The study also found a similar increase risk of hip fracture among users of other acid-suppressing medications known as histamine 2 receptor agonists (H2RA), such as Tagamet and Pepcid. Patients using H2RA drugs for longer than 1 year had a 23 percent higher risk of hip fracture. If your doctor recommends these PPI medications, make sure you’re getting enough calcium in your diet and from supplements if necessary. 

Another nutrient of concern is vitamin B12. Adults over age 50 have a condition called atrophic gastritis, decreases the secretion of hydrochloric acid in the stomach. Taking medications to reduce stomach acid levels has a similar effect. Without enough stomach acids, the body can’t extract adequate vitamin B12 from foods.

Your body needs B12 for proper blood cell formation, neurological function, DNA synthesis and other tasks. B12 is naturally present in foods like meat, fish, poultry, eggs and dairy products. Make sure to choose foods rich in the nutrients you may be lacking, including dairy products, green leafy vegetables, whole grains and fortified breakfast cereals. If you’re taking PPIs or H2RAs for heartburn or GERD, be aware of your body’s B12 demands.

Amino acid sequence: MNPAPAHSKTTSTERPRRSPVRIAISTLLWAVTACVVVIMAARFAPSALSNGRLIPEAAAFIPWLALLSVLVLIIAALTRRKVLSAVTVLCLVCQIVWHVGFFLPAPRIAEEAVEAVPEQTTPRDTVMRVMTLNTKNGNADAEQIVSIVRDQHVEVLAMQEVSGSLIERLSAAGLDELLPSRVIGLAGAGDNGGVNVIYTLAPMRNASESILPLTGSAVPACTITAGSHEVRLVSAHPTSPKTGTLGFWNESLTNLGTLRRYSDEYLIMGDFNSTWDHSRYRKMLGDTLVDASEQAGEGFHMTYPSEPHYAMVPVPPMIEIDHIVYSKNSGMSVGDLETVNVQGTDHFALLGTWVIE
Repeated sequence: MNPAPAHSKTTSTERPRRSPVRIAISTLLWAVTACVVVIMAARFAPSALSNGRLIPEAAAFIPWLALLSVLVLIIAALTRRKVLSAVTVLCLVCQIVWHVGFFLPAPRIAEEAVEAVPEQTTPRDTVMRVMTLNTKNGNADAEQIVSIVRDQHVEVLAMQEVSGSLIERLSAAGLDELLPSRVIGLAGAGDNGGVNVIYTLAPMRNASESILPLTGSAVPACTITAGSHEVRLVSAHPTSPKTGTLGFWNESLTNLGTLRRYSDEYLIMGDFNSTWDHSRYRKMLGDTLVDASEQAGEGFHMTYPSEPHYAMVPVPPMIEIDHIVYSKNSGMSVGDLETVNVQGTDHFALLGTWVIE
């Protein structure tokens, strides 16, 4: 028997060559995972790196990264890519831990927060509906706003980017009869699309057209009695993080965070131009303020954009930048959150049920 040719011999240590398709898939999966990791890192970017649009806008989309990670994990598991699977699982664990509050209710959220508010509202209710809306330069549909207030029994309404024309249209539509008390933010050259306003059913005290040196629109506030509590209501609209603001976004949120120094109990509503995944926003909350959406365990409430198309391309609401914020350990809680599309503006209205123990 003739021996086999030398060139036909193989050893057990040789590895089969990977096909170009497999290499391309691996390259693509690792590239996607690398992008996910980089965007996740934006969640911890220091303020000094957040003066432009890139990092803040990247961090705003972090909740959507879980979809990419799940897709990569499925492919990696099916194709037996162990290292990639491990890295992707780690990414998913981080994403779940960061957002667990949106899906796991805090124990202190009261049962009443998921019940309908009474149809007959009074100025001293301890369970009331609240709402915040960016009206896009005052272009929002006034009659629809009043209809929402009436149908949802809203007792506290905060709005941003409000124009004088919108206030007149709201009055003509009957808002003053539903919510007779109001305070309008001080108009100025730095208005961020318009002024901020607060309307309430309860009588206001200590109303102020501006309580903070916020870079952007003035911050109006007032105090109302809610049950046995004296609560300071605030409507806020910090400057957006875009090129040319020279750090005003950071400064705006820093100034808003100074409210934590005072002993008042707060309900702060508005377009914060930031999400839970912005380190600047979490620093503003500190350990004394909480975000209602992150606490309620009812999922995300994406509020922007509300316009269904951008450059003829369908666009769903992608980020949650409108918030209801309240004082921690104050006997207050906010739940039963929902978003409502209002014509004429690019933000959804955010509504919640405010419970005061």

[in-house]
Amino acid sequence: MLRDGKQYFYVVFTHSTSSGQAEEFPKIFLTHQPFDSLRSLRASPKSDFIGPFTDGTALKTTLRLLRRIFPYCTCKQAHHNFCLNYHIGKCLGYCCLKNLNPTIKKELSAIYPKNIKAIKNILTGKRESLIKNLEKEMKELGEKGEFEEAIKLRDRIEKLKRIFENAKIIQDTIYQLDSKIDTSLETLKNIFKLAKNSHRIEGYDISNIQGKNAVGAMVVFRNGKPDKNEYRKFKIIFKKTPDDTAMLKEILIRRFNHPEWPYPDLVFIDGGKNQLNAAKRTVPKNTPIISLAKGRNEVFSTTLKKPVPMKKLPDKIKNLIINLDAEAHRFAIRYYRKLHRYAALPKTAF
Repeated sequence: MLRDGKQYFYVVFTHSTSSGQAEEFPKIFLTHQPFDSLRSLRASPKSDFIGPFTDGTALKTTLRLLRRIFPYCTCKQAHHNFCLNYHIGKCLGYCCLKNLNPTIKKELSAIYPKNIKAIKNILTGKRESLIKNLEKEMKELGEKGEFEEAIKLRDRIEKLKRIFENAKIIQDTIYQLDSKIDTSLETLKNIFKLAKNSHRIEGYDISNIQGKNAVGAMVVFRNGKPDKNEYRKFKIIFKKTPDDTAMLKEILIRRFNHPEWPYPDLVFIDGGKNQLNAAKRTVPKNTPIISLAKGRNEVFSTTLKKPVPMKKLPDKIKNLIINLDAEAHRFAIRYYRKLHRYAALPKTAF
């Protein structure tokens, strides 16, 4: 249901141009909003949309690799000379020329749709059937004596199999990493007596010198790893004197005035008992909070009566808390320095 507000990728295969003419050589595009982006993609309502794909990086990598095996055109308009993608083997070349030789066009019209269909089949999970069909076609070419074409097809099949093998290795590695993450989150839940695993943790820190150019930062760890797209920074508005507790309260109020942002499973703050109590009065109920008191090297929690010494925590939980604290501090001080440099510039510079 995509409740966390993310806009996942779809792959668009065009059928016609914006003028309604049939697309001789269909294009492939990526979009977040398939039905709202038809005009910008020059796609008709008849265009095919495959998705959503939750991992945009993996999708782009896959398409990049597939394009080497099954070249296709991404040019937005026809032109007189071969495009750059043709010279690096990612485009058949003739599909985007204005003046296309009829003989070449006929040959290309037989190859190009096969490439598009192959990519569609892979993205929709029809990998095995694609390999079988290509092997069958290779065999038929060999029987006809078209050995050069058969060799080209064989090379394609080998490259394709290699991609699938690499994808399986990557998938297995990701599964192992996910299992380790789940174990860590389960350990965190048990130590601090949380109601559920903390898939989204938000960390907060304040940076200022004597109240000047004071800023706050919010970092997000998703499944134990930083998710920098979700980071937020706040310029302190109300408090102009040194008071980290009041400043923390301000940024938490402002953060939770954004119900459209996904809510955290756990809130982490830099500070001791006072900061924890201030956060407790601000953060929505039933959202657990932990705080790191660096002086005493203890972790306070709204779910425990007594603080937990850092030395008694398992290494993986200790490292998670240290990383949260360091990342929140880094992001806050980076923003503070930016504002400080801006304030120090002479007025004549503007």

More steps you can take to help control your symptoms include: 

• Eat more frequent lighter meals and snacks. Large quantities of food are more challenging and take more time to digest. 

• Work to lose weight. Cutting calories from unhealthy sources such as starches and added sugars can reduce your risk for heartburn and GERD. 

• Try chewing gum after meals to stimulate saliva production. Saliva contains compounds that help neutralize stomach acids and increase peristalsis. 

• Follow your meals with a small glass of water. This could help dilute and wash down any refluxing stomach acids. 

• Skip carbonated beverages, especially with meals. 

• Try eating more fiber. 

• Don’t lie down within three hours of eating. 

• When you do lie down, try keeping stomach acids in their place by raising your bed six to eight inches. 

• If you smoke, here is another reason to quit. 

• Check with your physician about other medications that may be promoting heartburn. 

Try this recipe for a warm meal with plenty of nutrients to benefit you. 

Vegetable Beef Stew: 

Cooking spray 

3/4 lb. lean beefsteak, cubed 

1 Tbsp. canola oil 

1 small onion, chopped 

1 garlic clove, finely chopped 

1 medium green bell pepper, seeded and chopped 

1 can (15 oz.) diced tomatoes 

2 cups cauliflower florets cut in 3/4 inch pieces 

1 cup corn kernels, frozen or canned 

2 cups cooked brown rice

Salt and freshly ground black pepper, to taste

1/4 cup firmly packed cilantro leaves. Chopped 

Coat large, nonstick skillet with cooking spray and set over medium-high heat. Cook meat until browned on all sides. 

Transfer to bowl and set aside. Wipe out pan and heat oil over medium-high heat. 

Sauté onion, garlic and pepper until onion is translucent, 4 minutes. Add tomatoes and cauliflower. Cook another 4 minutes, until cauliflower is tender. Add corn and rice. Return meat to pan. Season to taste with salt and pepper. Cook, stirring occasionally, until mixture is heated through. Mix in cilantro and serve. 

Enjoy and have a Happy New Year!